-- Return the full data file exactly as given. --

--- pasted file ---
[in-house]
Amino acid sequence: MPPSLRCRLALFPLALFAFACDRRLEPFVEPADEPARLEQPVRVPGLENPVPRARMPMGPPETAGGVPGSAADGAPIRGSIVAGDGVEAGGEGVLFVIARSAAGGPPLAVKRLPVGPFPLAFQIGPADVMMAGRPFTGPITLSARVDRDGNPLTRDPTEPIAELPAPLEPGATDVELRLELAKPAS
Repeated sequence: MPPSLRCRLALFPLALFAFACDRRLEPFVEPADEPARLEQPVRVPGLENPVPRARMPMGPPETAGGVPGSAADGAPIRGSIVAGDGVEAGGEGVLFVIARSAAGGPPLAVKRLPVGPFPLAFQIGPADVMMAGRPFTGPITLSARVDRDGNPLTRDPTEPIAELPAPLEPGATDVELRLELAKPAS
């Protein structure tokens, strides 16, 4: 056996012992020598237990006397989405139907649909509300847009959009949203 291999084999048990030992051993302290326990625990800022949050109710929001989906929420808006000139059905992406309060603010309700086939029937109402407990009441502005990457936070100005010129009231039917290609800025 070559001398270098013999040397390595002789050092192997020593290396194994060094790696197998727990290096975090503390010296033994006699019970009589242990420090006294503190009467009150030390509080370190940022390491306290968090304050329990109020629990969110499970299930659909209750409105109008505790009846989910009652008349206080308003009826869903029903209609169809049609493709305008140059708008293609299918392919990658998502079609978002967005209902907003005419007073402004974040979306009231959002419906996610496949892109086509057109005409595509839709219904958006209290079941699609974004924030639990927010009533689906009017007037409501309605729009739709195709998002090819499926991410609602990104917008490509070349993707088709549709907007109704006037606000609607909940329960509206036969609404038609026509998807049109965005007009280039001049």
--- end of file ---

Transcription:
[in-house]
Amino acid sequence: MPPSLRCRLALFPLALFAFACDRRLEPFVEPADEPARLEQPVRVPGLENPVPRARMPMGPPETAGGVPGSAADGAPIRGSIVAGDGVEAGGEGVLFVIARSAAGGPPLAVKRLPVGPFPLAFQIGPADVMMAGRPFTGPITLSARVDRDGNPLTRDPTEPIAELPAPLEPGATDVELRLELAKPAS
Repeated sequence: MPPSLRCRLALFPLALFAFACDRRLEPFVEPADEPARLEQPVRVPGLENPVPRARMPMGPPETAGGVPGSAADGAPIRGSIVAGDGVEAGGEGVLFVIARSAAGGPPLAVKRLPVGPFPLAFQIGPADVMMAGRPFTGPITLSARVDRDGNPLTRDPTEPIAELPAPLEPGATDVELRLELAKPAS
């Protein structure tokens, strides 16, 4: 056996012992020598237990006397989405139907649909509300847009959009949203 291999084999048990030992051993302290326990625990800022949050109710929001989906929420808006000139059905992406309060603010309700086939029937109402407990009441502005990457936070100005010129009231039917290609800025 070559001398270098013999040397390595002789050092192997020593290396194994060094790696197998727990290096975090503390010296033994006699019970009589242990420090006294503190009467009150030390509080370190940022390491306290968090304050329990109020629990969110499970299930659909209750409105109008505790009846989910009652008349206080308003009826869903029903209609169809049609493709305008140059708008293609299918392919990658998502079609978002967005209902907003005419007073402004974040979306009231959002419906996610496949892109086509057109005409595509839709219904958006209290079941699609974004924030639990927010009533689906009017007037409501309605729009739709195709998002090819499926991410609602990104917008490509070349993707088709549709907007109704006037606000609607909940329960509206036969609404038609026509998807049109965005007009280039001049």